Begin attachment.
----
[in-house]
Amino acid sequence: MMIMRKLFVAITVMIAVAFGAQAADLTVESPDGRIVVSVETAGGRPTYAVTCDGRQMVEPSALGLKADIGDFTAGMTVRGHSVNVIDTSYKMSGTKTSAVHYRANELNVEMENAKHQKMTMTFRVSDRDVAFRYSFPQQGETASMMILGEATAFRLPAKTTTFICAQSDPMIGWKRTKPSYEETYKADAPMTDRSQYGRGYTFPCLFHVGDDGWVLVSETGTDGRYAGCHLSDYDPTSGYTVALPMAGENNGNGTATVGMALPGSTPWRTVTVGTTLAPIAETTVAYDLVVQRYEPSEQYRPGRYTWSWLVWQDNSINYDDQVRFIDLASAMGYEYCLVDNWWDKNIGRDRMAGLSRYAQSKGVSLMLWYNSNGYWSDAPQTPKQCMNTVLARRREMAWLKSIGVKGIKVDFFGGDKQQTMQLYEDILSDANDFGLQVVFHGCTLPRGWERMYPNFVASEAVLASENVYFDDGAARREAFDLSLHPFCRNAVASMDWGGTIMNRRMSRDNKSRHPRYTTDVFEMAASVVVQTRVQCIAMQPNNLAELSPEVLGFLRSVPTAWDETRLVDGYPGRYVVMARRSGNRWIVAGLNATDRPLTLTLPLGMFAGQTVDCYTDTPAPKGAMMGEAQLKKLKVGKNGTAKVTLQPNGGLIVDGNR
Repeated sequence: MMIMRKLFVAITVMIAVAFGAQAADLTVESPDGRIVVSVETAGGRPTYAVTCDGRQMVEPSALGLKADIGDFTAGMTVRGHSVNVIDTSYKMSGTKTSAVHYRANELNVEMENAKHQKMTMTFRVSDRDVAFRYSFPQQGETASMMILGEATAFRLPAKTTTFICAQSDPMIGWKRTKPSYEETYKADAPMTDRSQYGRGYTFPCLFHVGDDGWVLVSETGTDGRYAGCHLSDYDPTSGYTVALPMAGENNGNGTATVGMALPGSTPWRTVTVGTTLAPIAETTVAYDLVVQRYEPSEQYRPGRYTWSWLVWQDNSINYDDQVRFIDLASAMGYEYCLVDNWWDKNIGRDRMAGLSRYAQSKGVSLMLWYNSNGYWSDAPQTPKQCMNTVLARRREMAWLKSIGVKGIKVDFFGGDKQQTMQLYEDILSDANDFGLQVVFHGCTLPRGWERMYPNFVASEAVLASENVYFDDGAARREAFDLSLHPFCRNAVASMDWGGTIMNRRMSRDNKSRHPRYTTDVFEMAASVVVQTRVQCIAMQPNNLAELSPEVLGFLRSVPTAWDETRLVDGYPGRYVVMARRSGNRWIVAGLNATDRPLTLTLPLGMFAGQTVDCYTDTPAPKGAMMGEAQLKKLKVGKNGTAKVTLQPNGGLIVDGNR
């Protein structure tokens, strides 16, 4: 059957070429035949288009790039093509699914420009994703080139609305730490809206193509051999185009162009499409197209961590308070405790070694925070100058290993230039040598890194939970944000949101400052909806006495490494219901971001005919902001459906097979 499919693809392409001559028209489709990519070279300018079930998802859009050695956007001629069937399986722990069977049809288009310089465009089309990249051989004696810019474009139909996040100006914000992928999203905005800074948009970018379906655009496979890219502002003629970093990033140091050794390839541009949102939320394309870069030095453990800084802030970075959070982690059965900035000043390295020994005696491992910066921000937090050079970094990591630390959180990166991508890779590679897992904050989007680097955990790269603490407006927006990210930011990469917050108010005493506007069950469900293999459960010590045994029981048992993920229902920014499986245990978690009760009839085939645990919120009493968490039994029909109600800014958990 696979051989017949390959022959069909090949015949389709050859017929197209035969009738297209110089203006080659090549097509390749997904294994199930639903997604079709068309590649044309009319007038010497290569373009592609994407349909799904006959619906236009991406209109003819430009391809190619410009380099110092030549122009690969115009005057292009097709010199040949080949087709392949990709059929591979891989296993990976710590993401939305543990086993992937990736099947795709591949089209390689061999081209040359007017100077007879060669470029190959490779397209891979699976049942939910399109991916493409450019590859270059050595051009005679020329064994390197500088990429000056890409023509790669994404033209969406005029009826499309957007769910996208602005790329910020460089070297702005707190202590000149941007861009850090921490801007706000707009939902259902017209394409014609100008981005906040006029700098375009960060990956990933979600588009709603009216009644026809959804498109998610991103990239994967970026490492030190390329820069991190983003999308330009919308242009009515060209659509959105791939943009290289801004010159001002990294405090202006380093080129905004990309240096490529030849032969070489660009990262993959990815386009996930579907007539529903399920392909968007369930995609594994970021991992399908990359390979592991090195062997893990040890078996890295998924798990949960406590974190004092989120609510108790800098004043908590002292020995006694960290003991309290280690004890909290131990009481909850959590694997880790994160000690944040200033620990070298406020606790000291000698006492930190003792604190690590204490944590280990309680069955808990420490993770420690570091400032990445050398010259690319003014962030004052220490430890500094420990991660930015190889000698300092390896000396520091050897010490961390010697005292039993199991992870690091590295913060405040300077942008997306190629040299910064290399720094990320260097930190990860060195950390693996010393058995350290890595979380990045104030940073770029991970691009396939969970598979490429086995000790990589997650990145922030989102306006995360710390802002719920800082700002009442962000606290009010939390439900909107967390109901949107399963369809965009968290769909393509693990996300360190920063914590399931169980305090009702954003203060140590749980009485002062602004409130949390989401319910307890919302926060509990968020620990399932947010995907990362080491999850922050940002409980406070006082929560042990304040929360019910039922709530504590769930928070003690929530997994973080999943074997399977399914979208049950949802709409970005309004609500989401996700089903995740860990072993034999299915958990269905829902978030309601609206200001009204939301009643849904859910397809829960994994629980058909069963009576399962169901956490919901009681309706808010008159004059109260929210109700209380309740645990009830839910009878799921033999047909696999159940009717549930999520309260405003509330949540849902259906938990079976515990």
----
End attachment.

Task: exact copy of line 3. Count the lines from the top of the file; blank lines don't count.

Repeated sequence: MMIMRKLFVAITVMIAVAFGAQAADLTVESPDGRIVVSVETAGGRPTYAVTCDGRQMVEPSALGLKADIGDFTAGMTVRGHSVNVIDTSYKMSGTKTSAVHYRANELNVEMENAKHQKMTMTFRVSDRDVAFRYSFPQQGETASMMILGEATAFRLPAKTTTFICAQSDPMIGWKRTKPSYEETYKADAPMTDRSQYGRGYTFPCLFHVGDDGWVLVSETGTDGRYAGCHLSDYDPTSGYTVALPMAGENNGNGTATVGMALPGSTPWRTVTVGTTLAPIAETTVAYDLVVQRYEPSEQYRPGRYTWSWLVWQDNSINYDDQVRFIDLASAMGYEYCLVDNWWDKNIGRDRMAGLSRYAQSKGVSLMLWYNSNGYWSDAPQTPKQCMNTVLARRREMAWLKSIGVKGIKVDFFGGDKQQTMQLYEDILSDANDFGLQVVFHGCTLPRGWERMYPNFVASEAVLASENVYFDDGAARREAFDLSLHPFCRNAVASMDWGGTIMNRRMSRDNKSRHPRYTTDVFEMAASVVVQTRVQCIAMQPNNLAELSPEVLGFLRSVPTAWDETRLVDGYPGRYVVMARRSGNRWIVAGLNATDRPLTLTLPLGMFAGQTVDCYTDTPAPKGAMMGEAQLKKLKVGKNGTAKVTLQPNGGLIVDGNR